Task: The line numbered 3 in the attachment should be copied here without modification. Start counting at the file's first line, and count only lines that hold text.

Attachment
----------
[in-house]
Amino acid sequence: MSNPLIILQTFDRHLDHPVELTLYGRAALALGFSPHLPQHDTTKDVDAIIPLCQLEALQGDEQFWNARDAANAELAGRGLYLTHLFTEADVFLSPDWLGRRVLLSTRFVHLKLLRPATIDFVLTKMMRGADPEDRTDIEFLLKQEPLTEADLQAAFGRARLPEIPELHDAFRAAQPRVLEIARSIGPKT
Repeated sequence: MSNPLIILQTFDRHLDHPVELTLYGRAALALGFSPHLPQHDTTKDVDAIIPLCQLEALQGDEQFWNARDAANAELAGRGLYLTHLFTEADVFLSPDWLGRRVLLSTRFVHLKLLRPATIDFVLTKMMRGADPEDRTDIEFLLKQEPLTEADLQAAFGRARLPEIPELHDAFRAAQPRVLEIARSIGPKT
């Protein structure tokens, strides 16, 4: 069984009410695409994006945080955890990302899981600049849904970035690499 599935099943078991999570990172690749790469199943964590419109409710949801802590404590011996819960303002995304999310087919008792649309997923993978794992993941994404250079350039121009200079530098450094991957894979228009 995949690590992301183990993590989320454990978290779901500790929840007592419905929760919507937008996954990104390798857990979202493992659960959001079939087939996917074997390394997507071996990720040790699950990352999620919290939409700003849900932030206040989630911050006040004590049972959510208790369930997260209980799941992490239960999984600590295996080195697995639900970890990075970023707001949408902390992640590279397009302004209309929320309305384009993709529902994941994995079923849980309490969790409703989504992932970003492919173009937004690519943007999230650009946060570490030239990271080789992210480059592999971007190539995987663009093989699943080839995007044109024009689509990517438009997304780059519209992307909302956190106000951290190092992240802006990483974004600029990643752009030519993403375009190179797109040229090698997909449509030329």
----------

Repeated sequence: MSNPLIILQTFDRHLDHPVELTLYGRAALALGFSPHLPQHDTTKDVDAIIPLCQLEALQGDEQFWNARDAANAELAGRGLYLTHLFTEADVFLSPDWLGRRVLLSTRFVHLKLLRPATIDFVLTKMMRGADPEDRTDIEFLLKQEPLTEADLQAAFGRARLPEIPELHDAFRAAQPRVLEIARSIGPKT